Catharanthus roseus###roots leaves flowers###decoction of leaves crushed leaves cocktail

Citrus limon###leaves fruit (pulp) roots stems and seeds flowers###decoction

Clitoria ternatea###seeds roots leaves flowers with drops###of juice decoction powder

Cocos nucifera###fruit roots milk###decoction fresh milk

Costus speciosus###roots###decoction

Crinum asiaticum###leaves###plaster

Crinum jagus###bulbs

Croton zambesicus###shoots leaves bark roots###decoction infusion bath

Cymbopogon citratus###leaves entire plant###essential oil

Cynodon dactylon###entire plant roots###decoction

Draceana fragans var.

massangeana

Elaeis guineensis###roots sap leaves (palm cabbage) fruit stipe shell###decoction infusion oil

Erythrina indica-picta###bark seeds leaves roots

Euphorbia tirucalli###roots latex branches###juice of boiled roots local uses

Ficus pumila###Leaves

Gmelina arborea###roots leaves bark fruit###infusion decoction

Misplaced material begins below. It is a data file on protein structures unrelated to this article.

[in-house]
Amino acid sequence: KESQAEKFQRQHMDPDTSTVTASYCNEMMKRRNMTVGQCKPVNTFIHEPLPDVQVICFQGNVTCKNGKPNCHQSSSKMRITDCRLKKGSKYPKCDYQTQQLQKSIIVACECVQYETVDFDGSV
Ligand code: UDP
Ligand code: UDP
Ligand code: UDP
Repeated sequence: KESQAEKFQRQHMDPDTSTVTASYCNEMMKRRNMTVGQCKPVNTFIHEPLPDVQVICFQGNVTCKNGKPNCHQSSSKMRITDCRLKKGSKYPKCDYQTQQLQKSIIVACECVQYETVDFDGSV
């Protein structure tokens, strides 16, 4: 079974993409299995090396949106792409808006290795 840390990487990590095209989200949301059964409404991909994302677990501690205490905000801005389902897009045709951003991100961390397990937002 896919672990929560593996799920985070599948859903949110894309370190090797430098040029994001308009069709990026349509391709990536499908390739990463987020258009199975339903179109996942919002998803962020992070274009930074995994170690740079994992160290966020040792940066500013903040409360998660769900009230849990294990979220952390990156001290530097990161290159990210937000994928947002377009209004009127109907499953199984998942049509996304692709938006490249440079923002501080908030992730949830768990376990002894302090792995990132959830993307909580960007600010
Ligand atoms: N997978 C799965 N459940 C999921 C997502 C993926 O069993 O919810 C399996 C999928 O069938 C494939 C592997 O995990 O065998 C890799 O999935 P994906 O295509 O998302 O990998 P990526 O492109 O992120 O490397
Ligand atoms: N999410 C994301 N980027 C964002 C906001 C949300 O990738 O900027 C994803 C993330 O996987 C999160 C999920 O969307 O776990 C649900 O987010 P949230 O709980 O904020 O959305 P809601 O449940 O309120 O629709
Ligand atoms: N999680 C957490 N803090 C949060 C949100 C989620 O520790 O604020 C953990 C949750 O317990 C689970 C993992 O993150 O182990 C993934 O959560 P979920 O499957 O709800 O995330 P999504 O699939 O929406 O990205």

Gomphrena globosa###leaves###infusion decoction

Guayacum officinale###leaves roots###decoction

Hibiscus rosa-sinensis###leaves flowers###crushing leaves decoction infusion

Hippeastrum puniceum###bulbs

Hura crepitans###seeds

Jasminum sambac###Flowers roots flowers###sap of roots crushing leaves decoction

Jatropha multifida. /

###leaves fruits seeds latex###decoction infusion

Adenoropium multifidum

Jatropha podagrica###leaves roots###crushing leaves decoction infusion

Kalanchoe pinnata###leaves###poultice

Lantana camara###leaves roots branches flowers###infusion decoction crushing

###crushing decoction infusion poultice (local

Lawsonia inermis###entire plant leaves roots bark flowers

###use)

Mangifera indica###leaves core bark sap root flowers###decoction of bark leave infusion